I will never forget the day I learned the golden rule of parenting. When I first became a mom I was so excited thinking about all the things I wanted to teach and share with my daughter…hold a cup, tie her shoes, write her name, draw her favorite animal, ride a horse, and oh yes, I wanted to teach her to be the best that she could be. I wanted her to love herself and love her life. It was much the same when I became a grandmother.
The specifics might be different but I think all of us moms and grandmoms share the same hopes and dreams that no matter what, we want our babies to grow and thrive and be happy.
Now, almost 34 years after that glorious almost surreal night in February of 1978 when I received my precious baby girl, I sit here a grandmother, raising my two amazing grandchildren, Kaitlyn 14, and Zach 13 and look back over all of my many years of parenting realizing how much they all have taught me!
As parents, we enter this journey so full of our intentions and goals, sometimes planning down to the very smallest detail! I remember when my daughter, Cally, was born, I had visions of all the exquisite ruffled dresses I was going to dress her in, all with matching bows for her long locks of rich brown hair and polished Mary-Jane shoes. While she was an infant I spent hours looking at catalogs envisioning her in the most precious outfits…all fit for a princess. I was ordering clothes that she wouldn’t be able to wear for several years but I was so excited I couldn’t help myself!
And then Cally turned 4. I remember it clearly because it was actually her 4th birthday when I experienced an “aha” moment that not only changed my relationship with my daughter but clearly impacted my parenting mindset.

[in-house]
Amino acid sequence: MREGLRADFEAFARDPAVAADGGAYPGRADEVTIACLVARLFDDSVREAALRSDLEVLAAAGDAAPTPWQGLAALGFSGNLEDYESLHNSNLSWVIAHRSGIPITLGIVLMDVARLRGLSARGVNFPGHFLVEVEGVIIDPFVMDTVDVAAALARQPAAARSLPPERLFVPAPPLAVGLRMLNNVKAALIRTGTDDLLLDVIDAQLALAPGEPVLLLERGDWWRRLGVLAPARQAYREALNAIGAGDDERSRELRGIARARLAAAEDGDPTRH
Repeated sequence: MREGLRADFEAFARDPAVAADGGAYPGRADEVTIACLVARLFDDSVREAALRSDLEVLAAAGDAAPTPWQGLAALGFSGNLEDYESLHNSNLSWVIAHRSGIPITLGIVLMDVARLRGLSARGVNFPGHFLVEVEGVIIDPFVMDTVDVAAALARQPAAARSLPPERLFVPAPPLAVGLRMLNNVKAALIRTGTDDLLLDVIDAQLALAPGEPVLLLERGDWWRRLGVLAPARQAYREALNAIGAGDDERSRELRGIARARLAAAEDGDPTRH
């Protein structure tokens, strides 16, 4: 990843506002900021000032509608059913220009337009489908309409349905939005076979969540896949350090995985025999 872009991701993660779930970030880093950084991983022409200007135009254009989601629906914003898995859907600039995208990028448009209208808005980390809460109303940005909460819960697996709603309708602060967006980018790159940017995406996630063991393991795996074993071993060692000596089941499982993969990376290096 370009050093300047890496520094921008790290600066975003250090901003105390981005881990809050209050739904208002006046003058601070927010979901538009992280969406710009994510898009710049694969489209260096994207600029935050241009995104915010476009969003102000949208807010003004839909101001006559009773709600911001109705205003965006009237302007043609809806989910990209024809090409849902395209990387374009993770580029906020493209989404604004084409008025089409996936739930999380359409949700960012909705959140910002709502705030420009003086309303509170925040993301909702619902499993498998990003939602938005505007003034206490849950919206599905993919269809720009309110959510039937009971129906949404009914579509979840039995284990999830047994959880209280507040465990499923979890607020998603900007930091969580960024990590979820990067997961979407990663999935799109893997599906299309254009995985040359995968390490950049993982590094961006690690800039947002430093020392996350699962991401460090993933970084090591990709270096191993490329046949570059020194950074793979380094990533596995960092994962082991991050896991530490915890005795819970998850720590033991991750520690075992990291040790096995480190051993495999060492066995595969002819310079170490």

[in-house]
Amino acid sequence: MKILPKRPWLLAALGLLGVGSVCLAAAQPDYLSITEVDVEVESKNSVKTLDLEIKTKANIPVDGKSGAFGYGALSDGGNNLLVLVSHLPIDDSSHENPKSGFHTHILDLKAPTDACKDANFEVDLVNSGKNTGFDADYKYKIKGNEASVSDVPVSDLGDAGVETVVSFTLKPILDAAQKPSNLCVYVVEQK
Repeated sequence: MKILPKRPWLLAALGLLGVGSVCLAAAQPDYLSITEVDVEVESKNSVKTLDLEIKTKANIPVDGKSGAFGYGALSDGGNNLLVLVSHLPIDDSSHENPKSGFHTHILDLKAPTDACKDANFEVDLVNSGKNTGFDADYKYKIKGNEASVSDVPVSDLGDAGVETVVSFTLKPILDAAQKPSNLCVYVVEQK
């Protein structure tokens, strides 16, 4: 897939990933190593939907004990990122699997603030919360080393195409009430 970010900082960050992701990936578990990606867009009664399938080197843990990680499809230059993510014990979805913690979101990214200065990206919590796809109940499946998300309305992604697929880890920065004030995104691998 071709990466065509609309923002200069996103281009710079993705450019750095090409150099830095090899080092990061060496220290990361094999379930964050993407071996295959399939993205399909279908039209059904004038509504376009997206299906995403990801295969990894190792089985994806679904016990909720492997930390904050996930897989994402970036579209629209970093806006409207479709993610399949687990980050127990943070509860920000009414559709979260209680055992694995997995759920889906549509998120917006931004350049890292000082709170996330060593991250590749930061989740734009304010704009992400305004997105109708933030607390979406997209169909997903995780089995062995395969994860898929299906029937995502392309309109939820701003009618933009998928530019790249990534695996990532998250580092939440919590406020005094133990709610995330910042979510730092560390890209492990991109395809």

All of our friends and family had gathered at a friend’s house to celebrate Cally’s birthday by sharing a buffet style meal followed by games and activities for Cally and her playmates. She had on a brilliant red and black Polly Flanders dress, red tights, a matching ribbon on each of her meticulously crafted braids and shiny new black patent leather shoes. She was picture perfect.
In the midst of one of the games Cally tripped and spilled punch all over her dress and scuffed her new shoes. I was quick to react. I knew she wasn’t hurt, but I was afraid she would be upset about her dress and shoes as I was. She wasn’t and that sort of puzzled me. My friend, who had a son Cally’s age, offered a pair of his Osh-Kosh overalls for her to change into. All was well again and the party continued.
The next morning Cally got up and dressed herself before coming into my room. She had put the borrowed overalls back on. I explained that we needed to return them and that she needed to put something else on.
She replied in no uncertain terms that she wanted to wear the overalls. Of course she didn’t have any of her own…after all, she was my princess and princesses wear ruffles and lace, not denim!
As I looked through her closet for her “outfit” of the day, I could see her unhappiness. I asked her if she would like to choose her clothes for the day and she said, “I don’t like anything!” I couldn’t imagine that out of the countless dresses, skirts and jumpers in her closet that nothing appealed to her.
I explained that we needed to go to town later that week for groceries so if she was willing to put on the outfit I chose from her closet that I would take her to the department store and she could pick out an outfit that she liked. She agreed and our day went on as usual.
Several days later we went to the nearest department store. As promised Cally picked out clothes that she wanted to wear…not one ruffle, no lace and certainly no dresses! But she was beaming with joy. I could see that she needed to wear what made her happy. I knew I had to let go of my preferences and dreams and let her live out her own.
I don’t think I ever saw Cally in a dress again until she was in a school Christmas pageant about 5 years later. I learned to ask her what she wanted to wear each day and honor her desires.
This was the beginning of a new mindset for me… I had been raised by parents who honored my preferences and yet somehow in my joy and excitement of becoming a mother I forgot that my daughter had the right to hers as well.
When we see parenting as a treasured role that we are passionate to fill, it is easy to attach our own dreams to the experience and ignore the fact that our children are individuals separate and apart from us.
As a parenting coach, I am often asked what I believe is the most important thing parents can do for their children…my response is always the same…let them be who they are!